Roche scores adjuvant lung cancer approval for Tecentriq

Roche has claimed an earlier-than-expected FDA approval for its checkpoint inhibitor Tecentriq in non-small cell lung cancer (NSCLC), giving the drug a lead in early-stage cases that can be treated with surgery.

The US regulator has cleared Tecentriq (atezolizumab) as adjuvant treatment after surgery and platinum-based chemotherapy in patients with tumours in which 1% or more cells express the PD-L1 biomarker, to try to stop the cancer recurring.

The decision come several weeks ahead of the FDA’s action data on the marketing application, which was set at 1 December.

Moving checkpoint inhibitors further up the treatment pathway into adjuvant and neoadjuvant (pre-surgery) lines of therapy is a key objective for their developers.

Roche’s drug is first cancer immunotherapy to be approved by the FDA for adjuvant treatment of NSCLC patients, gibing the drug a niche away from competition from Merck & Co’s rival Keytruda (pembrolizumab), which has a stranglehold on first-line treatment of NSCLC.

Some analysts have suggested that adjuvant NSCLC therapy could be a $1 billion opportunity for Roche’s drug, which is also approved as a first-line therapy for metastatic NSCLC as a monotherapy and in combination with chemotherapy.

Around 40% of NSCLC cases have PD-L1 levels above the 1% threshold, and with around 235,000 new cases of the cancer diagnosed each year the number of patients who could be eligible for Tecentriq treatment is potentially very large.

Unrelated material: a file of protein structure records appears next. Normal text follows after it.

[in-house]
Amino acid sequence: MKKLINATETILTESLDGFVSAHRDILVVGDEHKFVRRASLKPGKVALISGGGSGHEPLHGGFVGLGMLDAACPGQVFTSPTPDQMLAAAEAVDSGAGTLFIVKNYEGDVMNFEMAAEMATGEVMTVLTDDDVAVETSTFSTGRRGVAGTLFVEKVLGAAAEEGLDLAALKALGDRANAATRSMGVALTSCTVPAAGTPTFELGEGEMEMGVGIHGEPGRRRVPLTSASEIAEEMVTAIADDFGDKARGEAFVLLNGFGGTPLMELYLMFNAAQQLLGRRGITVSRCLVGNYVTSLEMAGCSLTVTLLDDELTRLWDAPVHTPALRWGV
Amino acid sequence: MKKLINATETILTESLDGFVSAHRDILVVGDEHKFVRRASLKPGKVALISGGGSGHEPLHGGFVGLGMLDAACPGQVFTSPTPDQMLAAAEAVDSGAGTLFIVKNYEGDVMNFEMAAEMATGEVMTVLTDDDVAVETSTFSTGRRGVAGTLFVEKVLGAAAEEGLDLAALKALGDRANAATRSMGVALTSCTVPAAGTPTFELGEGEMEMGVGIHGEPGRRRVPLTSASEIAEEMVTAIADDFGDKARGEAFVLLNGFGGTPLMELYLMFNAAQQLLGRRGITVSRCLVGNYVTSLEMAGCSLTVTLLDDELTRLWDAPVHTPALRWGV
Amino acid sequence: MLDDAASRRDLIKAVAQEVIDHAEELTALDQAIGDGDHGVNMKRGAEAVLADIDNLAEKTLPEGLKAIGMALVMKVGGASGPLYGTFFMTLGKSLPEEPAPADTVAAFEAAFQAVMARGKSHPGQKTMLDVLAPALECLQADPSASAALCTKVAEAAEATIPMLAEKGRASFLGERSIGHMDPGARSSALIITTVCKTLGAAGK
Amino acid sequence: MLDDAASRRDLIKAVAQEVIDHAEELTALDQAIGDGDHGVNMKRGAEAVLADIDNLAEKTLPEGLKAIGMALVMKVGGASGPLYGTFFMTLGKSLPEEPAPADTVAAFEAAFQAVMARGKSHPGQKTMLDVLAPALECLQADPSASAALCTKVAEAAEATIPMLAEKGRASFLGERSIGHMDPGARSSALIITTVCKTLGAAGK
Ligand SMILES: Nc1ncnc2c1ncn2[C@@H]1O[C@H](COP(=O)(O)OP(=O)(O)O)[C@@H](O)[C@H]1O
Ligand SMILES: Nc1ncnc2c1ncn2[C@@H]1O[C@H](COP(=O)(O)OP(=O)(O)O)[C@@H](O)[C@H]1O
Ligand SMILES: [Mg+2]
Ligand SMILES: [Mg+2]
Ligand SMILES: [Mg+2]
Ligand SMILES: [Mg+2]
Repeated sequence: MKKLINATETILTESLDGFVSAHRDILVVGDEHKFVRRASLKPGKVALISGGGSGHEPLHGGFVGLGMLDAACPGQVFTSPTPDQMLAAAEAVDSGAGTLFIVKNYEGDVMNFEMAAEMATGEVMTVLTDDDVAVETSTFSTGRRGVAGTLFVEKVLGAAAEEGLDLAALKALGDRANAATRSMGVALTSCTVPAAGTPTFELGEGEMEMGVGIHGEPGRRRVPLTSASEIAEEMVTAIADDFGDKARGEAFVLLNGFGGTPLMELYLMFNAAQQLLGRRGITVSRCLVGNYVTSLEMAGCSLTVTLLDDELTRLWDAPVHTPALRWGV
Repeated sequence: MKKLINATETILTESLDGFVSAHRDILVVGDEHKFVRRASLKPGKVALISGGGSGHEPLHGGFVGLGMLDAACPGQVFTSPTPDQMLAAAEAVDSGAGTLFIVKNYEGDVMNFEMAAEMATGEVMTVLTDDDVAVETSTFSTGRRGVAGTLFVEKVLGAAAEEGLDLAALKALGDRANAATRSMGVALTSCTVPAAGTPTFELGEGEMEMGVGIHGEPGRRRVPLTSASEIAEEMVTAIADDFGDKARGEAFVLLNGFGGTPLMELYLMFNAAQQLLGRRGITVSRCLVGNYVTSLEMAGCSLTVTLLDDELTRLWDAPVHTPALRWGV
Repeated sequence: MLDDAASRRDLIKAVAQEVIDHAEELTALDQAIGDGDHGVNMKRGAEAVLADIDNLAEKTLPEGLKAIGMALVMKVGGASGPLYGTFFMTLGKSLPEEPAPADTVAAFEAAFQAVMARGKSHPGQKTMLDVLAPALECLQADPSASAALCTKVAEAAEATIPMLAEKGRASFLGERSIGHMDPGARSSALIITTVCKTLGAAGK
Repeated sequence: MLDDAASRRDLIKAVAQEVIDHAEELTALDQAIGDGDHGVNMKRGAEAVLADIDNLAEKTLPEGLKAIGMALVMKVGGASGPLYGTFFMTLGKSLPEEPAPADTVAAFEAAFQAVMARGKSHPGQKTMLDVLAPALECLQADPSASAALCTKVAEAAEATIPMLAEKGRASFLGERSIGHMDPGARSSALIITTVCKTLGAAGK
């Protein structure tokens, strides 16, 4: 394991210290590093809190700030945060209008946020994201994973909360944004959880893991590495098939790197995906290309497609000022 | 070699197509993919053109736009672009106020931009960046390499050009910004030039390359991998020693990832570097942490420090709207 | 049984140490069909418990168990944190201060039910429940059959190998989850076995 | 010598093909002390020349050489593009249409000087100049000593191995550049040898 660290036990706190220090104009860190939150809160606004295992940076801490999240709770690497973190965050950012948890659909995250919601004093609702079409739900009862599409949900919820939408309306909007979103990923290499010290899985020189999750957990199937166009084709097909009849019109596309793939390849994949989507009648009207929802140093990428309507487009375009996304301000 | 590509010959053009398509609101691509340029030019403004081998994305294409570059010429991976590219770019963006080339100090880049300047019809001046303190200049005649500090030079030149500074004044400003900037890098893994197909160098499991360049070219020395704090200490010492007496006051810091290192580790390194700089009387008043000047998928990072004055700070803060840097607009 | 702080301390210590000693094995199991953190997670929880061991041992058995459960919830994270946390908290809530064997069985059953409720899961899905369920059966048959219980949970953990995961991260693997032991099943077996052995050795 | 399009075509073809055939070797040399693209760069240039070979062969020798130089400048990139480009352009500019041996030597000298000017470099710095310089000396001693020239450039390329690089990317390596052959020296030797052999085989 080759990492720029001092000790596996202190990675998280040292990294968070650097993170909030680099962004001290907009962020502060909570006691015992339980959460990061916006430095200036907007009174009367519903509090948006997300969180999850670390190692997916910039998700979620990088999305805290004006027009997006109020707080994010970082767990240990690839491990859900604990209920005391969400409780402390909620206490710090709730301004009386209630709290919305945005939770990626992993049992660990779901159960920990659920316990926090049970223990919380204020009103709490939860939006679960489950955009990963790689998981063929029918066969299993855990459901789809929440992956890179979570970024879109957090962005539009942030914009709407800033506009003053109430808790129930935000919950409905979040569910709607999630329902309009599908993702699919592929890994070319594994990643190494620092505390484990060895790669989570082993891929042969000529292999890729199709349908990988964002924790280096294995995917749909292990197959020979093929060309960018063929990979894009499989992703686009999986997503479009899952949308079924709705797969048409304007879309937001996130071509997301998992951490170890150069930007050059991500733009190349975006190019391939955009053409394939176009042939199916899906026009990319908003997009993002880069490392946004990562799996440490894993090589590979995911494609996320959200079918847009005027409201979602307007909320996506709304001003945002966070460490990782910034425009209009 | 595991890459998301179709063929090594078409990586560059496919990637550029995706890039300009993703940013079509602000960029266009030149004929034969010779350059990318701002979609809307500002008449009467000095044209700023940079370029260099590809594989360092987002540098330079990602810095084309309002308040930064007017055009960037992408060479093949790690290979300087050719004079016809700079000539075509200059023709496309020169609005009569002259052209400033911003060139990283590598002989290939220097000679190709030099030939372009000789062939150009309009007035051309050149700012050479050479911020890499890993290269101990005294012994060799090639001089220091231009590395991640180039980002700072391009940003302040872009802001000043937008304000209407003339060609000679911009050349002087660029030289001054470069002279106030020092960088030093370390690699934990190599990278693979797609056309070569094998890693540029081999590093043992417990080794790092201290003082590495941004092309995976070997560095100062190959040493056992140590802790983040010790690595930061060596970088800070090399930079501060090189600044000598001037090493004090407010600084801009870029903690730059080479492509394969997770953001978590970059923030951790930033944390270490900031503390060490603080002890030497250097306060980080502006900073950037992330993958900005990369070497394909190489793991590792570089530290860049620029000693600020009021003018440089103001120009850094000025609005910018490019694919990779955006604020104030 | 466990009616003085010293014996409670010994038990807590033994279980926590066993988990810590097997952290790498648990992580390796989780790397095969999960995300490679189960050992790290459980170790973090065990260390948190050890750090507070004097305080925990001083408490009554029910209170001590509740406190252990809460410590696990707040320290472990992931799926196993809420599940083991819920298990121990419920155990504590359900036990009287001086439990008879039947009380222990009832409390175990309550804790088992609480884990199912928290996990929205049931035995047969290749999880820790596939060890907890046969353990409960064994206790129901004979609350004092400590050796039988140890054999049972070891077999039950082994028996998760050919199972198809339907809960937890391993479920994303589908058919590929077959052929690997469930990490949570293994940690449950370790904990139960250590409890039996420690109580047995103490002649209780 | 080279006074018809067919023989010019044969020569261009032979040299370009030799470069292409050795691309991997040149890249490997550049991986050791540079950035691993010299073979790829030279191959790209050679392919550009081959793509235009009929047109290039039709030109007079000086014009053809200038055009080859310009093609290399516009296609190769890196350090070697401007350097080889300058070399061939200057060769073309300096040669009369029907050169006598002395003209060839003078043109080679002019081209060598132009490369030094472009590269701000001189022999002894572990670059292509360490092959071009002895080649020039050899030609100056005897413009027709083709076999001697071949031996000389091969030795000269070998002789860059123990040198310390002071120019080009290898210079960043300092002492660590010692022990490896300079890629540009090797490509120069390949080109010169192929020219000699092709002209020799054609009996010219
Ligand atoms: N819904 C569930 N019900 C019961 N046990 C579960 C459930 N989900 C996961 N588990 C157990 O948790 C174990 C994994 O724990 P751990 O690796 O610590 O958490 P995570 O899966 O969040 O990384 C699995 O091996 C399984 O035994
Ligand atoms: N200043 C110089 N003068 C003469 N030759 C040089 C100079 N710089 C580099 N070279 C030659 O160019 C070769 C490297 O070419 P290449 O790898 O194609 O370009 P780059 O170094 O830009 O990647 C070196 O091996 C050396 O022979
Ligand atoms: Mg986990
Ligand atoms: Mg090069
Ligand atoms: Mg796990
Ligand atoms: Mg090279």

Nearly 50% of people with early-stage NSCLC currently experience a recurrence following surgery, according to Roche.

The FDA approval is based on the results of the IMpower010 study, which showed that Tecentriq improved disease-free survival by around a third when used to prevent early-stage tumours returning after initial surgery and chemo when compared to supportive care.

After two years’ follow-up, 75% of patient son Tecentriq were disease-free and still alive, compared to 60% of the control group. At three years, the rates were 61% and 48%, respectively, and there was also a trend towards improved overall survival with the checkpoint inhibitor.

The FDA approval “gives physicians and patients a new way to treat early lung cancer that has the potential to significantly reduce risk of cancer recurrence, after more than a decade with limited treatment advances in this setting,” said Roche’s chief medical officer Levi Garraway.

Tecentriq has been growing fast for Roche thanks to a lengthening list of approved indications, bringing in $1.7 billion in the first half of this year, but is still a minnow in comparison to $14 billion-a-year Keytruda.

Roche has a window of opportunity to grow Tecentriq in adjuvant NSCLC unopposed, but it could be short-lived. Merck is running the Keynote-091 trial of Keytruda as an adjuvant therapy for early-stage NSCLC, with results due shortly.

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